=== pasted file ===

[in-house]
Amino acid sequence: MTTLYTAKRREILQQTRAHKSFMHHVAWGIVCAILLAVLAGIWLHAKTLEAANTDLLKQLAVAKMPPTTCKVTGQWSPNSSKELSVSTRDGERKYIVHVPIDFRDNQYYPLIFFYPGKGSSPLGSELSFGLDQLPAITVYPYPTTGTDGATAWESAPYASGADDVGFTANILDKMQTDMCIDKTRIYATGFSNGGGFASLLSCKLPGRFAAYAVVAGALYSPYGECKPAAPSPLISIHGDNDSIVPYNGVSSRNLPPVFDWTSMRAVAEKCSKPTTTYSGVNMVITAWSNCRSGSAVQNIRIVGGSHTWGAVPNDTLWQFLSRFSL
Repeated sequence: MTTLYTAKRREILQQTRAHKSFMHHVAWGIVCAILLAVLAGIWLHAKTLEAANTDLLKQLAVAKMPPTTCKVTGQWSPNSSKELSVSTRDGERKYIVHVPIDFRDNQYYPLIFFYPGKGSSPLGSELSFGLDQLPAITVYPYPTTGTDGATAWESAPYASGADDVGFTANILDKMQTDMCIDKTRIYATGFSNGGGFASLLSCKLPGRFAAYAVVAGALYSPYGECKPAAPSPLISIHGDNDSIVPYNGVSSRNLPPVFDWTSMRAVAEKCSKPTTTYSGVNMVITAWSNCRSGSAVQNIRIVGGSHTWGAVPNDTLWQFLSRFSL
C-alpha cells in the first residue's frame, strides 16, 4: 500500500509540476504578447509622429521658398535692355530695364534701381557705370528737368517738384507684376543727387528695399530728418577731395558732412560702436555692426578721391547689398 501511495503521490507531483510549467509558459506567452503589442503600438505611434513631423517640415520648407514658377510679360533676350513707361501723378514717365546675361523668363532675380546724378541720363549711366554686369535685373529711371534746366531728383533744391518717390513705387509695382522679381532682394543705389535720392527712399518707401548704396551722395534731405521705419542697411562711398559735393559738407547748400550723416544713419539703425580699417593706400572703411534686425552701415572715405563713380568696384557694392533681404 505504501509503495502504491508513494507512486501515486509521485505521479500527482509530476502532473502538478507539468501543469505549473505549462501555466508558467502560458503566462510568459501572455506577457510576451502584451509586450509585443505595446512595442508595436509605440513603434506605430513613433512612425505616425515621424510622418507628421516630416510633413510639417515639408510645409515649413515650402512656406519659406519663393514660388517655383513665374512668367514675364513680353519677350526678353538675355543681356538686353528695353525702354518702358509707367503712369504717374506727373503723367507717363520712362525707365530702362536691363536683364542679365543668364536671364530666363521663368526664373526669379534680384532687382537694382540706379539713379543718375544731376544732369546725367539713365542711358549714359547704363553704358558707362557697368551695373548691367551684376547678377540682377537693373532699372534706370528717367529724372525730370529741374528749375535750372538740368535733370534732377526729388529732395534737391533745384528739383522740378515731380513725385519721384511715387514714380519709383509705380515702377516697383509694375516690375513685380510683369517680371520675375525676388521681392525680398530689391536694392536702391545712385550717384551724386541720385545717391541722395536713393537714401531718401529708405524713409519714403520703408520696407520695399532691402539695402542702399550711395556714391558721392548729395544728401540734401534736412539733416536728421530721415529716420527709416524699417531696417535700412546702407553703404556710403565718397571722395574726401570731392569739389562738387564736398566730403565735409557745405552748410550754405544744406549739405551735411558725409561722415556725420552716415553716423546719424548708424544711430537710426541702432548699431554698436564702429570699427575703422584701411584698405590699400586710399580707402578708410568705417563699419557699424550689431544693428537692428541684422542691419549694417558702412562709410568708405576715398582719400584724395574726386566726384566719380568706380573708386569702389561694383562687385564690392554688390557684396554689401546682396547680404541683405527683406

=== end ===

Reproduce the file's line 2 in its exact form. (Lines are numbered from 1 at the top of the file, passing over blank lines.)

Amino acid sequence: MTTLYTAKRREILQQTRAHKSFMHHVAWGIVCAILLAVLAGIWLHAKTLEAANTDLLKQLAVAKMPPTTCKVTGQWSPNSSKELSVSTRDGERKYIVHVPIDFRDNQYYPLIFFYPGKGSSPLGSELSFGLDQLPAITVYPYPTTGTDGATAWESAPYASGADDVGFTANILDKMQTDMCIDKTRIYATGFSNGGGFASLLSCKLPGRFAAYAVVAGALYSPYGECKPAAPSPLISIHGDNDSIVPYNGVSSRNLPPVFDWTSMRAVAEKCSKPTTTYSGVNMVITAWSNCRSGSAVQNIRIVGGSHTWGAVPNDTLWQFLSRFSL